UCLA International Institute




Investment Climate and Firm Performance in Developing Economies

By David Dollar, Mary Hallward-Driemeier, and Taye Mengistae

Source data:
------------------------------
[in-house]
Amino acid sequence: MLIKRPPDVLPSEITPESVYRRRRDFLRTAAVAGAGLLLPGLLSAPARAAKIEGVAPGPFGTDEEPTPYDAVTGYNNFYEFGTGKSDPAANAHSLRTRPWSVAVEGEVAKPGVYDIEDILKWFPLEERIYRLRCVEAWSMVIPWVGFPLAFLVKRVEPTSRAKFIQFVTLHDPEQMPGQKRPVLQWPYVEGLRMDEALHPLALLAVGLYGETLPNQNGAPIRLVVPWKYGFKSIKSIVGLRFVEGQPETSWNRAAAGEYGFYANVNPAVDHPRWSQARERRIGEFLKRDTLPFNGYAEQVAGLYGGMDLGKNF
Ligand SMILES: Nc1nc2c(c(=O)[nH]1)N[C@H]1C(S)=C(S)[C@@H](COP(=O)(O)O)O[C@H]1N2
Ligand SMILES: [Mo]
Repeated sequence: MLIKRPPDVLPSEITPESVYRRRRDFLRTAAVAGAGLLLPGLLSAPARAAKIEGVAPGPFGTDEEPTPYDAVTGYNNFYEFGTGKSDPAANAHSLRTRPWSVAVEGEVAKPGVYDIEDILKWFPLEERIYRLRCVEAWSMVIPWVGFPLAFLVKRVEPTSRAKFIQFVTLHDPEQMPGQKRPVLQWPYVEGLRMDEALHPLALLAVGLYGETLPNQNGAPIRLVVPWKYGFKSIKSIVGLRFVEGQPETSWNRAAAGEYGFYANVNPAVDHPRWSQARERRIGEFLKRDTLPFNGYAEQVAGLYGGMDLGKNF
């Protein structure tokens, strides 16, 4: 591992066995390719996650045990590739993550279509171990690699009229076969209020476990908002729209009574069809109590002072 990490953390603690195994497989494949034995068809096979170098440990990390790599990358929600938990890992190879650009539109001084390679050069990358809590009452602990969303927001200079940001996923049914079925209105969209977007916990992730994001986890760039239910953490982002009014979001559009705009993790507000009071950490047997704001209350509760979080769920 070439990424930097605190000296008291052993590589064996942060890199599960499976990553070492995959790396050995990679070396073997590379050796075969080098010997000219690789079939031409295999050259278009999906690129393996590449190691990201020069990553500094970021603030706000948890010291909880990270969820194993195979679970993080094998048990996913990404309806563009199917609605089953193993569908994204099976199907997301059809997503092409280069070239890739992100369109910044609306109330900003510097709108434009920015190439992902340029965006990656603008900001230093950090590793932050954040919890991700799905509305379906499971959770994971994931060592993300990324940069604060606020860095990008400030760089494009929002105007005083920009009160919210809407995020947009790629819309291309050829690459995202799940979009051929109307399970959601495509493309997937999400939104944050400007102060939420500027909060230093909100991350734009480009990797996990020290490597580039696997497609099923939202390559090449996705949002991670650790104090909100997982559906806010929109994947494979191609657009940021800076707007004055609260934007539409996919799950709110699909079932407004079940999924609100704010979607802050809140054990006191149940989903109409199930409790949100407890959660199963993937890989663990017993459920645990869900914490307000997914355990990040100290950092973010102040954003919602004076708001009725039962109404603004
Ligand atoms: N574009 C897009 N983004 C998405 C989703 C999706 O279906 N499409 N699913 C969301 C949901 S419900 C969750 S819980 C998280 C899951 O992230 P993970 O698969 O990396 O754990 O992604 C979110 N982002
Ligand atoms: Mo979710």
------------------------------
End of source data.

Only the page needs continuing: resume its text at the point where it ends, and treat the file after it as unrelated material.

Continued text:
Abstract:  Drawing on recently completed firm-level surveys in Bangladesh, China, India, and Pakistan, this paper investigates the relationship between investment climate and firm performance.  These standardized surveys of large, random samples of firms in common sectors reveal that objective measures of the investment climate vary significantly across countries and across locations within these countries.  The authors focus primarily on measures of the time or monetary cost of different bottlenecks (e.g., days to clear goods through customs, days to get a telephone line, sales lost to power outages).  For many of these costs, the obstacles are lower in China than in Bangladesh or India, which in turn are superior to Pakistan.  There is also systematic variation across cities within countries.  The authors estimate a production function for garment firms and show that total factor productivity is systematically related to the investment climate indicators.   Factor returns (wages for a given quality of human capital and rate of profit) are also higher where investment climate is better. These higher returns then have dynamic effects: accumulation and growth at the firm level is higher where investment climate is good. 

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